I recently submitted a poster presentation on the topic of rhythmic synchrony and its role in music education. In additional to the musical need for parts to rhythmically line up, there are less obvious and significantly beneficial considerations that we can use as music teachers when drawing from other disciplines like sociology, psychology, and neuroscience.
My handout from the conference below, for a link for a pdf of the actual poster:
Rhythmic Synchronization: Applications of entrainment in music teaching and learning
University of Southern California. Los Angeles, CA, USA
The human tendency for rhythmic synchronization is readily observable in everyday life. With roots in psychology and biology, the cognitive implications of synchronization continue to gain attention in the neurosciences (Patel, 2005; Mesoudi, et al, 2009; Phillips-Silver & Keller, 2012). Musicians are regularly called upon to exercise the ability to synchronize their bodies and voices to the beat, with and without other musicians. This ability to synchronize one periodic beat with another, also known as rhythmic entrainment, is described as being at the core of collective musical experiences (Clayton et al, 2004), yet little transfer and application of the phenomenon has been addressed in music education.
Most rhythmic studies in music examine steady beat. However, the experience of time and tempo fluctuates and musicians are regularly required to recognize and adjust accordingly. Furthermore, because it has been suggested that coordinated movement may play a role in connecting people (Cross, 2005; Kirschner & Tomasello, 2009; Wiltermuth & Heath, 2009), the act of entraining includes a social component that teachers should consider when engaging students. The aims of this literature review are to 1) gather and assess literature within the past 15 years that comment on cognitive, cultural, and social processes of entrainment and 2) synthesize how current findings could be applied in an accessible and practical manner for music teaching and learning. These connections prove beneficial in determining which rhythmic skills are most pertinent in music teaching and learning, and the manners in which we acquire and apply them. Conclusions will be presented at the conference, along with implications for future research.
Keywords: music, entrainment, synchronization, development, education
Clayton, M., Sager, R., & Will, U. (2004). In time with the music: The concept of entrainment and its significance for ethnomusicology. ESEM Counterpoint, 1, 1-84.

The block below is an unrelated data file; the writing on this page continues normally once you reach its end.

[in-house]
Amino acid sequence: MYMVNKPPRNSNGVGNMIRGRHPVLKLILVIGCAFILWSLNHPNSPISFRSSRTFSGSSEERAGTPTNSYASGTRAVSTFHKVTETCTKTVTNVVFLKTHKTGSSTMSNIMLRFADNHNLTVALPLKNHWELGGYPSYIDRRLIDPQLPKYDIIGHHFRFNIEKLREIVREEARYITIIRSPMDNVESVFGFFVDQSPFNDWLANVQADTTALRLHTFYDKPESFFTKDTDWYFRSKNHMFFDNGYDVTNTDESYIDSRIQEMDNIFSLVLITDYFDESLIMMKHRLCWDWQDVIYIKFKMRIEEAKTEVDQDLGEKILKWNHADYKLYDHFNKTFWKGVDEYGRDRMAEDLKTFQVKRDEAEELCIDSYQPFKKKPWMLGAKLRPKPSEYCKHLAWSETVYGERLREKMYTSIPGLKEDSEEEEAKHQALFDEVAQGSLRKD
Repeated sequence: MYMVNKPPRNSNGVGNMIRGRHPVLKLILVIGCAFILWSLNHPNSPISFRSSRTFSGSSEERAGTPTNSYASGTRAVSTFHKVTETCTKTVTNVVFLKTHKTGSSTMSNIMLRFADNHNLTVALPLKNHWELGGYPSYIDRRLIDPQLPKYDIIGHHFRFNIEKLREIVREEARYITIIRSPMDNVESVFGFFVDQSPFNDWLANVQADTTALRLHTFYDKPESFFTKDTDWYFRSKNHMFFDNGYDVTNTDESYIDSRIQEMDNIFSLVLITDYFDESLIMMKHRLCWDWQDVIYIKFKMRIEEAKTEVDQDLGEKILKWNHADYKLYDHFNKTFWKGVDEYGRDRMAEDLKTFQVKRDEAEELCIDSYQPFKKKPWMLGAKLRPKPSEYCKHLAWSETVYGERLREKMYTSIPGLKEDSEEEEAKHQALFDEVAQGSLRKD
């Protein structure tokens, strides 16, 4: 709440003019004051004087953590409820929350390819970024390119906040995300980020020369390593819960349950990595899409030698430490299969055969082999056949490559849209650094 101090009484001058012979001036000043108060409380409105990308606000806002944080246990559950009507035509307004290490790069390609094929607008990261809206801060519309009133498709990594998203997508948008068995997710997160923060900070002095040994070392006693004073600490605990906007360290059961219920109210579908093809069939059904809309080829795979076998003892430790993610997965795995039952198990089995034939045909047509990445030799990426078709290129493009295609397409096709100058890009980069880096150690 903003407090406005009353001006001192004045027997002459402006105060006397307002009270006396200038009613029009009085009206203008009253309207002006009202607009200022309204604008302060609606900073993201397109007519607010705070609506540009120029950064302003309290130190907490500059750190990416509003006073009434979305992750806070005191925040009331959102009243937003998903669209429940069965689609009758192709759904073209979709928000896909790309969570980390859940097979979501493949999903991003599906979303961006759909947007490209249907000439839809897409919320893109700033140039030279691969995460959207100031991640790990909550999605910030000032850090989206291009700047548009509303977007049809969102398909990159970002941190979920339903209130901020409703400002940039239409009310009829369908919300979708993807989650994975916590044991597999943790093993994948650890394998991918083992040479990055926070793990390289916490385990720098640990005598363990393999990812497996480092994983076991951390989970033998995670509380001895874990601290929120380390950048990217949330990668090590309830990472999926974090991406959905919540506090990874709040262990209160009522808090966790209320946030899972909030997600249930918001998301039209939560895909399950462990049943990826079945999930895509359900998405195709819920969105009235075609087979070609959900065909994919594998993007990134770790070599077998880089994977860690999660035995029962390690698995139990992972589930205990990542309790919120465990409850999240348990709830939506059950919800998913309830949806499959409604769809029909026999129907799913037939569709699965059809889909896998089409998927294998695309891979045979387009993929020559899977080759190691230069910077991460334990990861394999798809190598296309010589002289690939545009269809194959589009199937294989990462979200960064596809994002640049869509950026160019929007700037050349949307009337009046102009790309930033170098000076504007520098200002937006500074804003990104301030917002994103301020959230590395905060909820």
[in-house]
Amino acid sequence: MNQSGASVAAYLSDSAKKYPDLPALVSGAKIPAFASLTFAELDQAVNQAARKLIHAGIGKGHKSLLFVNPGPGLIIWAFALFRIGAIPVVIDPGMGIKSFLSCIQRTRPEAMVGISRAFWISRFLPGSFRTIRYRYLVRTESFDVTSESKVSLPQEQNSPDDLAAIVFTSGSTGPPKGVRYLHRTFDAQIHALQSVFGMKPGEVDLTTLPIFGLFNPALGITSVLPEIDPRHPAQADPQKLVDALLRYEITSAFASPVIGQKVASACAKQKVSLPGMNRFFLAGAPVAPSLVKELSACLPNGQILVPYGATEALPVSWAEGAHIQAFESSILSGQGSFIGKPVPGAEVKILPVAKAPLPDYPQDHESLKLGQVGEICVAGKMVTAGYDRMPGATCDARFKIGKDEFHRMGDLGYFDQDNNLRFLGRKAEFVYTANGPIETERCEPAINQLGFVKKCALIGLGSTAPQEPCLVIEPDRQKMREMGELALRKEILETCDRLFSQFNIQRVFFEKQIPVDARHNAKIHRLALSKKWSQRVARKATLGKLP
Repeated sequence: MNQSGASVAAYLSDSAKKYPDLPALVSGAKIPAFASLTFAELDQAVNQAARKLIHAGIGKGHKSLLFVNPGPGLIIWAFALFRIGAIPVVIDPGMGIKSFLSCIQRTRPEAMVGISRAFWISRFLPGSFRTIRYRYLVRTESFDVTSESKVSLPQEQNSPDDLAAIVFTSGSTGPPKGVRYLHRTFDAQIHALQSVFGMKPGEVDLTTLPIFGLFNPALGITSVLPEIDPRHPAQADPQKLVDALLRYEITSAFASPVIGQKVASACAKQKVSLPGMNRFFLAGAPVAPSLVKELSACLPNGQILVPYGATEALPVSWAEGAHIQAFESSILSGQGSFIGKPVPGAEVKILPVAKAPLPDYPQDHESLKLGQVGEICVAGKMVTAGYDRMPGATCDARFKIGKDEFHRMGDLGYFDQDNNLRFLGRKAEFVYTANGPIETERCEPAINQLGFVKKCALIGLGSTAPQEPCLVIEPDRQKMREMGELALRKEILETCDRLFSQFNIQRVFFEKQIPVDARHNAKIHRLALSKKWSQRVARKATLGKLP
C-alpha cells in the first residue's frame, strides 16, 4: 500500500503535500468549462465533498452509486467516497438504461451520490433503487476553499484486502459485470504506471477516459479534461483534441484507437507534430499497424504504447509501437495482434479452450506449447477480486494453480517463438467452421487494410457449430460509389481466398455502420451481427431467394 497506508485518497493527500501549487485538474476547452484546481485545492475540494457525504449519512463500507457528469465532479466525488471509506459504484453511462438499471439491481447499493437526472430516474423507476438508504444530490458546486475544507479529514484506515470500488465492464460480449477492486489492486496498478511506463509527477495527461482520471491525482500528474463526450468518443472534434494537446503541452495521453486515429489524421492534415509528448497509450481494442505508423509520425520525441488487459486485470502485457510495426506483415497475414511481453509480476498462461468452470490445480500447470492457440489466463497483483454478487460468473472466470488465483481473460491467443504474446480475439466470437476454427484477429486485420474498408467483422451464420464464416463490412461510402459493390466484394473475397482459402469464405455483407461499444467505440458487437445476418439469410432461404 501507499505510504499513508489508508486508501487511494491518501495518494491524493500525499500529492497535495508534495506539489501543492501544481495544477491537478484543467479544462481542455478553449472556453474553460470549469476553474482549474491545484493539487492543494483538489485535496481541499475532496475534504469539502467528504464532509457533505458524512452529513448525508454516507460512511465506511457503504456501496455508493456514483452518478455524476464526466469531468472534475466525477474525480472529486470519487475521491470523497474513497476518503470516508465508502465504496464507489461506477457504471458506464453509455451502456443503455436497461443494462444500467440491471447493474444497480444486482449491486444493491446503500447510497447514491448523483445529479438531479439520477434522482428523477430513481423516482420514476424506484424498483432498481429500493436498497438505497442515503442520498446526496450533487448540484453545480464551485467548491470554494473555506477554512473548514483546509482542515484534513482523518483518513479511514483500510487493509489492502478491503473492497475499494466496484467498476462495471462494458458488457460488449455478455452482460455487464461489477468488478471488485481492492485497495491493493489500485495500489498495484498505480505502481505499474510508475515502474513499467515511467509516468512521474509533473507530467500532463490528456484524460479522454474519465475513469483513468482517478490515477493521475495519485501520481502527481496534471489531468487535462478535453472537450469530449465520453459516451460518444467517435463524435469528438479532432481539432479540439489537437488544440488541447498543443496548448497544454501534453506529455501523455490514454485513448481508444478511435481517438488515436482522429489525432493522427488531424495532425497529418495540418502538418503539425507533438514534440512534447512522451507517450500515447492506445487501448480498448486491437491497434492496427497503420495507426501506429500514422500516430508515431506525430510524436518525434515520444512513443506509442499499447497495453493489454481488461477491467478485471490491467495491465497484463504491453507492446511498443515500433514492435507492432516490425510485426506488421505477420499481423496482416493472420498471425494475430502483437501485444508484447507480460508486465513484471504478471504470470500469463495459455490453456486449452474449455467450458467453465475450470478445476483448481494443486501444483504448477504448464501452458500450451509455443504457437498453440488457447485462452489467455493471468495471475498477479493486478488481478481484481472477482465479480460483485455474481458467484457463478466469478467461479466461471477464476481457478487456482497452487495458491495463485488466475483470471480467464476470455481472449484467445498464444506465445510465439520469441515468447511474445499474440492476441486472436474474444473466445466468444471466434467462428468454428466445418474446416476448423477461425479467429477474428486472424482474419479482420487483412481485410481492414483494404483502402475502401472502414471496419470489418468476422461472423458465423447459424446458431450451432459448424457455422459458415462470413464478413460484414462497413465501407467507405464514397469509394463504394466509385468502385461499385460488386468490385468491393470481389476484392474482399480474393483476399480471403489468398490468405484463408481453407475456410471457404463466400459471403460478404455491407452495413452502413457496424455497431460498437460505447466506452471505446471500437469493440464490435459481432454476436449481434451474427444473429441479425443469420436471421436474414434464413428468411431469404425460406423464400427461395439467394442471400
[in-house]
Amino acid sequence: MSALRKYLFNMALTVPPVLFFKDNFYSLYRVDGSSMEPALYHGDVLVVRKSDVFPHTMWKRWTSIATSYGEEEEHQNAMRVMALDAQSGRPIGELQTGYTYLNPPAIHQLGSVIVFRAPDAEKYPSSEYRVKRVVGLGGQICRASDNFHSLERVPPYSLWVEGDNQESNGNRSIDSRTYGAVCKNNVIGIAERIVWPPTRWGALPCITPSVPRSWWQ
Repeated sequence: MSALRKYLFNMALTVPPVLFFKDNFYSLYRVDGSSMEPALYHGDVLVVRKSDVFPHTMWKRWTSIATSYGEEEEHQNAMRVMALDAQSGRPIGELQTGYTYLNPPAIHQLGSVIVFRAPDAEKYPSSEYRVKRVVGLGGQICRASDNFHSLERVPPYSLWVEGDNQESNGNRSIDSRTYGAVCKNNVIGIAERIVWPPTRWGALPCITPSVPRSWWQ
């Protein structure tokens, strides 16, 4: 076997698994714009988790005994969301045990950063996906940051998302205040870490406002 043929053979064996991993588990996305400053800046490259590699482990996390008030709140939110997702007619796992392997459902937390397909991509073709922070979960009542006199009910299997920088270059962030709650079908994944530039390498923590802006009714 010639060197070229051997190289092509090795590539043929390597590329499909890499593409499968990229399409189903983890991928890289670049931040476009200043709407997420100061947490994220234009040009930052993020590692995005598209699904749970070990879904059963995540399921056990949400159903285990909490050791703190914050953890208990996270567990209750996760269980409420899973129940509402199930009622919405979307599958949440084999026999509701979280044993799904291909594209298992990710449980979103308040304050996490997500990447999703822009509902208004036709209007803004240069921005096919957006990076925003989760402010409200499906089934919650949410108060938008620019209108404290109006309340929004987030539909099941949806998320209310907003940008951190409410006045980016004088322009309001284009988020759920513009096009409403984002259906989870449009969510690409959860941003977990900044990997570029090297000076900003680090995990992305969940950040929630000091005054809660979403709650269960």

Cross, I. (2005). Music and meaning, ambiguity and evolution. In D. Miell, R. MacDonald, & D. Hargreaves (Ed.), Musical communication (pp. 27-43). Oxford: Oxford University Press.
Hannon, E. E., & Trainor, L. J. (2007). Music acquisition: effects of enculturation and formal training on development. Trends in Cognitive Sciences, 11, 466-472.
Hannon, E. E., & Trehub, S. E. (2005). Metrical Categories in Infancy and Adulthood. Psychological Science, 16, 48-55.
Jones, M.R. (2008). Musical time. In S. Hallam, I. Cross, & M. Thaut (Ed.), The Oxford handbook of music psychology (pp. 81-92). Oxford: Oxford University Press.
Jones, M. R., & Boltz, M. (1989). Dynamic attending and responses to time. Psychological Review, 96, 459-491.
Kirschner, S. & Ilari, B. (in press). Joint drumming in Brazilian and German preschool children: Cultural differences in rhythmic entrainment, but no prosocial effects. Journal of Cross-Cultural Psychology. Retrieved from http://jcc.sagepub.com/content/early/2013/07/04/0022022113493139.full.pdf+html
Kirschner, S. & Tomasello, M. (2009). Join drumming: Social context facilitates synchronization in preschool children. Journal of Experimental Child Psychology, 102, 299-314.
Macrae, Duffy, Miles, & Lawrence. (2008). A case of hand waving. Action synchrony and person perception. Cognition, 109, 152-156.
Malloch, S., and Trevarthen, C. (2009). Communicative Musicality: Exploring the Basis of Human Companionship. Oxford: Oxford University Press.
Mesoudi, A., Whiten, A., & Laland, K. N. (2006). Towards a unified science of cultural evolution. Behavioral and Brain Sciences, 29, 329-347.
Patel, A. D. (2006). Musical rhythm, linguistic rhythm, and human evolution. Music Perception, 24, 99–104.
Phillips-Silver, J., & Keller, P. E. (2012). Searching for roots of entrainment and joint action in early musical interactions. Frontiers in Human Neuroscience, 6, 1-11.
Phillips-Silver, J., & Trainor, L. J. (2008). Vestibular influence on auditory metrical interpretation. Brain and Cognition, 67, 94-102.
Repp, B. H., & Penel, A. (2004). Rhythmic movement is attracted more strongly to auditory than to visual rhythms. Psychological Research, 68, 252–270.
Thompson, W.F., Graham, P., & Russo, F. A. (2005). Seeing music performance: Visual influences on perception and experience. Semiotica, 156, 177-201.
Williamon, R.A., & Davidson, J.W. (2002). Exploring co-performer communication. Musicae Scientiae, VI (1), 1-17.
Wiltermuth, S. & Heath, C. (2009). Synchrony and cooperation. Psychological Science, 20(1), 1-5.